Attorney General Bill Barr has been attempting to do some damage control in response to the Roger Stone scandal, which emerged after the top Department of Justice officials intervened to reduce a sentencing recommendation for the veteran GOP operative after President Donald Trump posted an angry tweet.
But journalist Greg Sargent, in his Washington Post column on Friday, explains why Barr’s efforts at damage control are only making the attorney general look worse.
On Monday, the DOJ issued a sentencing memo recommending seven to nine years in federal prison for Stone, who in 2019, was convicted on seven criminal counts (including lying to Congress and witness tampering). But after Trump tweeted that the DOJ’s initial recommendations were “horrible and very unfair” and a “miscarriage of justice,” the DOJ recommended a much more lenient sentence the following day — inspiring four federal prosecutors who had been working on Stone’s case to withdraw from it in protest. One of them left the DOJ altogether.
This is a horrible and very unfair situation. The real crimes were on the other side, as nothing happens to them. C… https://t.co/as5QvEacVs— Donald J. Trump (@Donald J. Trump)1581403707.0
Barr’s “frantic exercise in damage control,” Sargent explains, includes an interview with ABC News and an assertion that he will not be “bullied or influenced by anybody” — and Barr urged Trump to not pressure law enforcement.
In his column, Sargent explains why Barr’s statements to ABC News make him look bad.
The columnist writes: “Barr was already preparing to implement the change when he was notified about Trump’s tweet — meaning Trump’s rage didn’t influence him. Barr claimed Trump’s tweet boxed him in; reversing the sentence would now smack of carrying out Trump’s bidding.”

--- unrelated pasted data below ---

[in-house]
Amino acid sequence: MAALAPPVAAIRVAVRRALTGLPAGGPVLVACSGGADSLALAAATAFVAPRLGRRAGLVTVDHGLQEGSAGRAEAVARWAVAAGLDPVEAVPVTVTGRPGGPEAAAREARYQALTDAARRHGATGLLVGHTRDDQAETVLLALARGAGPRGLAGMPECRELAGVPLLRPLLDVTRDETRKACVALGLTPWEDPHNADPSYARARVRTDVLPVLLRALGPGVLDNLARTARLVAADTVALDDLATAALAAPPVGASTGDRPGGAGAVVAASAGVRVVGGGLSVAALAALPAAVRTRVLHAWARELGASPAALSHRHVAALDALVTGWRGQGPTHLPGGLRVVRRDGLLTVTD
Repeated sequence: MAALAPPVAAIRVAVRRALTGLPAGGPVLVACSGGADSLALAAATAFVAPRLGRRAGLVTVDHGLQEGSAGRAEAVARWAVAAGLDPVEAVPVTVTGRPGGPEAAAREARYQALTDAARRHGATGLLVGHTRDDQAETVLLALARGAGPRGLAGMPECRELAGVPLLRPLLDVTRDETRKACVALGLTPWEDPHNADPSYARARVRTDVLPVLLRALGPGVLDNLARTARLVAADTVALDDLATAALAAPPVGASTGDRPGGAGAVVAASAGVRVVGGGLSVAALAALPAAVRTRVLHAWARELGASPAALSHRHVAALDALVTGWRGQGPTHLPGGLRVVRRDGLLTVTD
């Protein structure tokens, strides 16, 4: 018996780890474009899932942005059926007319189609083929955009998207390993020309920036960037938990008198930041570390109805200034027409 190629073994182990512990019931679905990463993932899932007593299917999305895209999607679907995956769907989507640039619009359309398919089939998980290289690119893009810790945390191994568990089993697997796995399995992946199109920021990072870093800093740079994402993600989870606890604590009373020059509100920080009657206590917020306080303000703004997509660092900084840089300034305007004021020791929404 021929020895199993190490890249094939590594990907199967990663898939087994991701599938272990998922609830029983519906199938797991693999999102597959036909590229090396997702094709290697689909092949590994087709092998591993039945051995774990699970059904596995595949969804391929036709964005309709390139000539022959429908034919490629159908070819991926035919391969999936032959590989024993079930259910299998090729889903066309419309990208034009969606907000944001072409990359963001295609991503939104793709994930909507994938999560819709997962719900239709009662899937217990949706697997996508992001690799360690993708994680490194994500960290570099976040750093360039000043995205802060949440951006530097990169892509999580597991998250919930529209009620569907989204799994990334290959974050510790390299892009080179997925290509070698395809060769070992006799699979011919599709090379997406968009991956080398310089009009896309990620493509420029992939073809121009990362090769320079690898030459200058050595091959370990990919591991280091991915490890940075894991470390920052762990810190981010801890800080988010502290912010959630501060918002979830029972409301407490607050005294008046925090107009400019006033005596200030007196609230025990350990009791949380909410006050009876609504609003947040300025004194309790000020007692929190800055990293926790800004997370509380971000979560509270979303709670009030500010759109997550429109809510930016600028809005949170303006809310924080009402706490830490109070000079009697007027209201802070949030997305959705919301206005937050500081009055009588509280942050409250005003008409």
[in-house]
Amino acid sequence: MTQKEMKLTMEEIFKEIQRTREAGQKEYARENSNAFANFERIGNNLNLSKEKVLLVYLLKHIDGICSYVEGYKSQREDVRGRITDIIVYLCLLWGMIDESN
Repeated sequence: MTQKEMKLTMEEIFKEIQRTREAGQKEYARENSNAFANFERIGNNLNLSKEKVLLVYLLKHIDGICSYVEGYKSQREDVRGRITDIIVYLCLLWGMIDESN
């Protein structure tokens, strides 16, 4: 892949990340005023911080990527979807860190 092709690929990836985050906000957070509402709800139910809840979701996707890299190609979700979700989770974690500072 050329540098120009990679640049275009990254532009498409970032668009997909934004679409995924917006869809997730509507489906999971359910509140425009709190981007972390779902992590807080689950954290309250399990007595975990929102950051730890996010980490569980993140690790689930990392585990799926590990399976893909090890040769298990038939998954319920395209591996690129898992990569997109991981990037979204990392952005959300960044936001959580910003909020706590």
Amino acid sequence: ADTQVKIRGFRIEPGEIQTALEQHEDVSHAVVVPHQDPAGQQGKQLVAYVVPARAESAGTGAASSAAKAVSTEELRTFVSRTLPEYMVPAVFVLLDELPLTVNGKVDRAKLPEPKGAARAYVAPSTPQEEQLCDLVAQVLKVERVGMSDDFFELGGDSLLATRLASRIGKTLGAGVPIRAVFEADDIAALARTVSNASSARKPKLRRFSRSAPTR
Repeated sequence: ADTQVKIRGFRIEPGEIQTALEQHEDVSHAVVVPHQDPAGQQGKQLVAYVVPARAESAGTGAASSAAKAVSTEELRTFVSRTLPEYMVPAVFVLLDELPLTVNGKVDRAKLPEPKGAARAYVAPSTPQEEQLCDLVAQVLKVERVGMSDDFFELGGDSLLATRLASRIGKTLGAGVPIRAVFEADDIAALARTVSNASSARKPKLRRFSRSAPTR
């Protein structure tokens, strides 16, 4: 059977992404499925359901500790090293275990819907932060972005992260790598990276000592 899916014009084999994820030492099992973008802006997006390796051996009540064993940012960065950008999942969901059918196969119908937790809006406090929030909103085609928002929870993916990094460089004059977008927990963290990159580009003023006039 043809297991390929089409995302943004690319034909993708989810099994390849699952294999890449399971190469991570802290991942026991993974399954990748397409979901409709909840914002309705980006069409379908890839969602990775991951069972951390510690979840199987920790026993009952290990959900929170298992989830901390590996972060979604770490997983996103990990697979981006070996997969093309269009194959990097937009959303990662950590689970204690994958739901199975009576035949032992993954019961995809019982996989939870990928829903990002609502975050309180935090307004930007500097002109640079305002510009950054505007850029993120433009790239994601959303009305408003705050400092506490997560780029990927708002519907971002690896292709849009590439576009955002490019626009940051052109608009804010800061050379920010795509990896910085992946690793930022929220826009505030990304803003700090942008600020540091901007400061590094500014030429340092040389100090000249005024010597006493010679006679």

He continued: “This account is actually very damning. The most charitable interpretation here is that Trump has openly sought to corrupt the process. By Barr’s own implicit admission, Trump’s rage could only be construed as an effort to manipulate law enforcement — after all, this is precisely what, by Barr’s account, boxed him in.”
Barr’s claim that Trump doesn’t direct him to intervene in investigations are “meaningless,” Sargent argued, “since Trump regularly demands prosecutions of his political opponents in public.”
Rep. Adam Schiff, the California Democrat who chairs the House Intelligence Committee, isn’t the least bit impressed with the attorney general’s response to the scandal; Schiff, on Friday, tweeted that Barr is “only upset that Trump’s tweets made the political nature of his intervention obvious. Barr fools no one. He’s a witting accomplice to Trump’s attack on the rule of law.”
Barr’s interview with ABC News, Sargent explains, “raises many new questions.” And to answer them, he argues, congressional Democrats need to “hear from the prosecutors themselves” — the people who withdrew and resigned after Barr’s intervention.
“Ideally, they can tell their side of the story leading up to this fiasco, recount why they thought the stiffer sentence was appropriate and describe the degree to which Barr’s actions have politicized the internal climate,” he wrote.
The Stone scandal comes the week after Trump was acquitted in the U.S. Senate on two articles of impeachment. And Sargent stresses that even though Trump’s impeachment trial is over, House Democrats will still need to keep a very close eye on the president.